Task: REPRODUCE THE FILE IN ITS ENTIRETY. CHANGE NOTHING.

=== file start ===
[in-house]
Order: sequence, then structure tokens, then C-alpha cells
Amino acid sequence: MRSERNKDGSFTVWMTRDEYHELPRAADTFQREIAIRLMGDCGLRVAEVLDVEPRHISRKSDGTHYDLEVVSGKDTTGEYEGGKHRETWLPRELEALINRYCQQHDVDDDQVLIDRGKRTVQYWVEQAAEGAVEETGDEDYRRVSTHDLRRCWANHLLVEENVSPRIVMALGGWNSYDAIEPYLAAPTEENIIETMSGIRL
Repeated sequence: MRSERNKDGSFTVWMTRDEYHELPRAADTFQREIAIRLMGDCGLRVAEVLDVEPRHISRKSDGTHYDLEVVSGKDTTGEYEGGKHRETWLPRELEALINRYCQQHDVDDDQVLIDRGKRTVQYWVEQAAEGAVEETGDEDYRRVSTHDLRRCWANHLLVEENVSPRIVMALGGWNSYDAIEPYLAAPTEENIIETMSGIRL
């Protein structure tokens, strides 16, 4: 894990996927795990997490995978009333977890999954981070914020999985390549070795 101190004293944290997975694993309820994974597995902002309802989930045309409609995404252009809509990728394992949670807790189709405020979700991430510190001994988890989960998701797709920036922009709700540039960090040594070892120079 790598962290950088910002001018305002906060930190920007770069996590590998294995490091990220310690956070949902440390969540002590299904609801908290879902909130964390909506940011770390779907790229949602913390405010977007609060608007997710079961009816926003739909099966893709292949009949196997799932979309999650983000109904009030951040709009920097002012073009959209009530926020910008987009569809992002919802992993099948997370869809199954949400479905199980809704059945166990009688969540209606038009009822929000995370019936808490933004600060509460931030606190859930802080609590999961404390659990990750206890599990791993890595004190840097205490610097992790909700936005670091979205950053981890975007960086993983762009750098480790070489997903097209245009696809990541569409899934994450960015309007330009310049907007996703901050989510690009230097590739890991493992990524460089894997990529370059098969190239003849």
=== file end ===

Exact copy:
[in-house]
Order: sequence, then structure tokens, then C-alpha cells
Amino acid sequence: MRSERNKDGSFTVWMTRDEYHELPRAADTFQREIAIRLMGDCGLRVAEVLDVEPRHISRKSDGTHYDLEVVSGKDTTGEYEGGKHRETWLPRELEALINRYCQQHDVDDDQVLIDRGKRTVQYWVEQAAEGAVEETGDEDYRRVSTHDLRRCWANHLLVEENVSPRIVMALGGWNSYDAIEPYLAAPTEENIIETMSGIRL
Repeated sequence: MRSERNKDGSFTVWMTRDEYHELPRAADTFQREIAIRLMGDCGLRVAEVLDVEPRHISRKSDGTHYDLEVVSGKDTTGEYEGGKHRETWLPRELEALINRYCQQHDVDDDQVLIDRGKRTVQYWVEQAAEGAVEETGDEDYRRVSTHDLRRCWANHLLVEENVSPRIVMALGGWNSYDAIEPYLAAPTEENIIETMSGIRL
């Protein structure tokens, strides 16, 4: 894990996927795990997490995978009333977890999954981070914020999985390549070795 101190004293944290997975694993309820994974597995902002309802989930045309409609995404252009809509990728394992949670807790189709405020979700991430510190001994988890989960998701797709920036922009709700540039960090040594070892120079 790598962290950088910002001018305002906060930190920007770069996590590998294995490091990220310690956070949902440390969540002590299904609801908290879902909130964390909506940011770390779907790229949602913390405010977007609060608007997710079961009816926003739909099966893709292949009949196997799932979309999650983000109904009030951040709009920097002012073009959209009530926020910008987009569809992002919802992993099948997370869809199954949400479905199980809704059945166990009688969540209606038009009822929000995370019936808490933004600060509460931030606190859930802080609590999961404390659990990750206890599990791993890595004190840097205490610097992790909700936005670091979205950053981890975007960086993983762009750098480790070489997903097209245009696809990541569409899934994450960015309007330009310049907007996703901050989510690009230097590739890991493992990524460089894997990529370059098969190239003849």